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Message from the Scientific Leadership

The Miami Project to Cure Paralysis, a Center of Excellence at the University of Miami Miller School of Medicine, continues to develop new strategies for treating the devastating consequences of brain and spinal cord injury. Everyday over 200 scientists and investigators work toward obtaining new knowledge that is critical for the successful translation of new therapies to the clinic. This year has been an exceptional one in terms of progress in the neuroscience fields of neuroprotection and repair. Our cell therapy trials continue to move forward by testing the safety and benefits of novel cellular therapies including autologous Schwann cell transplantation in spinal cord injured subjects. Our results are showing safety and some beneficial outcomes important to people living with paralysis. We recently completed the initial cohort of subacute thoracic subjects injected with millions of human Schwann cells. These new findings have been published and presented at national and international meetings to inform other spinal cord researchers about our progress. We continue to recruit chronic spinal cord injured subjects and are completing our second cohort of studies that include individuals with thoracic or cervical spinal cord injury. An exciting clinical protocol combining cell transplantation with an extended period of exercise and rehabilitation strategies to improve whole body health and enhance the benefits of the cell therapy is being tested for the first time.

In addition to cell therapies for spinal cord and peripheral nerve injury, Miami Project investigators are also testing innovative neuromodulation approaches where the stimulation of specific brain and spinal cord circuits is being used to enhance function and improve motor and sensory recovery after spinal cord injury. Scientists are utilizing several minimally invasive approaches to activate residual or newly formed circuits that may contribute to functional recovery after spinal cord injury. Our current vision for the future is to combine safe and effective neuromodulation approaches with rehabilitation, robotic motor training and cell therapies to maximize the beneficial effects of these novel treatments.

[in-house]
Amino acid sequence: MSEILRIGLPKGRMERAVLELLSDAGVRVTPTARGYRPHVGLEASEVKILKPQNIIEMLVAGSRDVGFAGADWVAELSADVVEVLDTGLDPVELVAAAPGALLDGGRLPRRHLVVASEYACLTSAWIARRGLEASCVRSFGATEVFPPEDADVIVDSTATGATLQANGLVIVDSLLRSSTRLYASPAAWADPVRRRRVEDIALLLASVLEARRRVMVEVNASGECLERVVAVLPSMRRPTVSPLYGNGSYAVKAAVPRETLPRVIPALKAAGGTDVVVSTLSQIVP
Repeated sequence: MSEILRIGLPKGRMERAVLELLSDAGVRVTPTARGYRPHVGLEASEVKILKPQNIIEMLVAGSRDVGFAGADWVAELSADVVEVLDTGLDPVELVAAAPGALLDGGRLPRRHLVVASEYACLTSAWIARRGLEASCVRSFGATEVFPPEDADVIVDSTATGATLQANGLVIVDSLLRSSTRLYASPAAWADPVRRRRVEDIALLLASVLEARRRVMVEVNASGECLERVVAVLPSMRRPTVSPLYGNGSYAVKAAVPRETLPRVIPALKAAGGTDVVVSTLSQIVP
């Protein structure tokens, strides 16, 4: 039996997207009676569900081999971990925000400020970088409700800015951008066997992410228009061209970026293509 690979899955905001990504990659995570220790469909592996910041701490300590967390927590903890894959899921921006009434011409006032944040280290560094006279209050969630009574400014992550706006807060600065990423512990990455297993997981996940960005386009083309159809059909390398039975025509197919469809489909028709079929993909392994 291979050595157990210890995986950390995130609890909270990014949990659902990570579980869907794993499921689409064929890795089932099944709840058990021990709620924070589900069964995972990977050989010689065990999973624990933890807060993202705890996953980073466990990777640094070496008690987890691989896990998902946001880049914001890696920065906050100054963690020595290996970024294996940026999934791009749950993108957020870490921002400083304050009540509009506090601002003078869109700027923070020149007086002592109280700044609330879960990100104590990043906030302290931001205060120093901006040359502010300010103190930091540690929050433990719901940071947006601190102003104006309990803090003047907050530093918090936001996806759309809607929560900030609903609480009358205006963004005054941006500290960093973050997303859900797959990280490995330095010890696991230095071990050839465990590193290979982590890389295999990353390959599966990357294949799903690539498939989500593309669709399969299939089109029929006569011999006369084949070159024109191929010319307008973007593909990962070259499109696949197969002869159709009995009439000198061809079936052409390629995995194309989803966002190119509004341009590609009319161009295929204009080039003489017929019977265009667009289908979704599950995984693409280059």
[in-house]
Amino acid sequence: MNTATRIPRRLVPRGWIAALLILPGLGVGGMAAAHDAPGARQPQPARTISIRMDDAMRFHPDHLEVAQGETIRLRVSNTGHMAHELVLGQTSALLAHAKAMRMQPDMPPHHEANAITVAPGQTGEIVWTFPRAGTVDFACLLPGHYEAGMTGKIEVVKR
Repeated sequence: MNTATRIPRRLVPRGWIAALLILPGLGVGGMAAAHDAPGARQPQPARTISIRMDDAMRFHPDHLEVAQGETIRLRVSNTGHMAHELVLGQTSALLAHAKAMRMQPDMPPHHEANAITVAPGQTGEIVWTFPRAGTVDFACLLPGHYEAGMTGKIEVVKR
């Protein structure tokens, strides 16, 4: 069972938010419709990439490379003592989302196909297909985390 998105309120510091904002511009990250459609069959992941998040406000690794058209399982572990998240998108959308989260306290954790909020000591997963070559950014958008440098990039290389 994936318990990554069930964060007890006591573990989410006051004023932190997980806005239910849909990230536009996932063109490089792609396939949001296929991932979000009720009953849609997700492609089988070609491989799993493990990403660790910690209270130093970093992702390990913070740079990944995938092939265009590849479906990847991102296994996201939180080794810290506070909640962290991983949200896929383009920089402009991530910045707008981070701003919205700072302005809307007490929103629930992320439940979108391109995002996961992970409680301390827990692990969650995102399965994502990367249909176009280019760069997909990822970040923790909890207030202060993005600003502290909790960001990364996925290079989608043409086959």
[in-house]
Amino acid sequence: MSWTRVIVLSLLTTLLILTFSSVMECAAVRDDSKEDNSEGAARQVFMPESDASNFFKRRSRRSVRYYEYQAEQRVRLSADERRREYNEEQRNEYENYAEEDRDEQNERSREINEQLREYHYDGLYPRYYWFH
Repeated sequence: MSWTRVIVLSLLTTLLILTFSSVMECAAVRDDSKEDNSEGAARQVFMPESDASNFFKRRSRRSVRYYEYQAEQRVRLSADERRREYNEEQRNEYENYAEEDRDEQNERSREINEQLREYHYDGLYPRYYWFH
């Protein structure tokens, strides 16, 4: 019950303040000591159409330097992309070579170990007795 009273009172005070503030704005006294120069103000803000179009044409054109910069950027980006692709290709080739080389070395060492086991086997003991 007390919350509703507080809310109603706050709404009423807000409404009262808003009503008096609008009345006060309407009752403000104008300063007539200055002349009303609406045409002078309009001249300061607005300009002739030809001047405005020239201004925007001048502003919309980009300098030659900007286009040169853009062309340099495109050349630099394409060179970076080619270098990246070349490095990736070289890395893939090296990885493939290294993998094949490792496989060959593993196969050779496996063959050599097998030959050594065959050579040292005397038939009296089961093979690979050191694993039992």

A critical mission of The Miami Project is to make new discoveries through basic and translational research to support our future clinical studies and trials. Our scientists are therefore utilizing state-of-the-art drug discovery approaches to identify and test drugs and novel compounds that protect neurons from dying and promote successful axonal regeneration. New imaging strategies are identifying microstructural changes in the injured brain and spinal cord that may impede successful repair mechanisms. The role of inflammatory mediators in promoting tissue destruction and impeding successful regeneration is also being investigated to establish new therapeutic targets. In addition to promoting motor function, research is also focusing on quality of life issues such as neuropathic pain, autonomic dysfunction and spasticity all important to our spinal cord injury community. In addition to spinal cord injury, advances in successfully treating traumatic brain injury as well as concussion are also being made in the laboratory. The beneficial effects of therapeutic hypothermia in traumatic brain and spinal cord injury are being critically evaluated in randomized multicenter trials to limit the acute and more chronic consequences of central nervous system injury including the development of progressive neurodegenerative disorders.

Our Miami Project Educational Outreach Programs continue to reach out to individuals throughout the United States and abroad to provide new information regarding brain and spinal cord injury. These programs are also responsible for the recruitment and assessment of our volunteer subjects that participate in multiple clinical studies. As always we acknowledge and thank our spinal cord injury community for their important contributions to the success of our clinical research programs.

The construction of the Christine E. Lynn Rehabilitation Institute for The Miami Project to Cure Paralysis at UHealth/Jackson Memorial Hospital is progressing and we anticipate conducting many clinical programs in this state-of-the-art facility. This new hospital will allow our programs to grow and help larger numbers of individuals with injury-induced disabilities and quality of life issues. We are excited about the future as we continue to collaborate with research scientists and industry to test new technologies and approaches for improving functional recovery. We greatly appreciate the critical support of our friends and colleagues that are helping The Miami Project to advance our successful multidisciplinary research programs.


W. Dalton Dietrich, Ph.D.
Scientific Director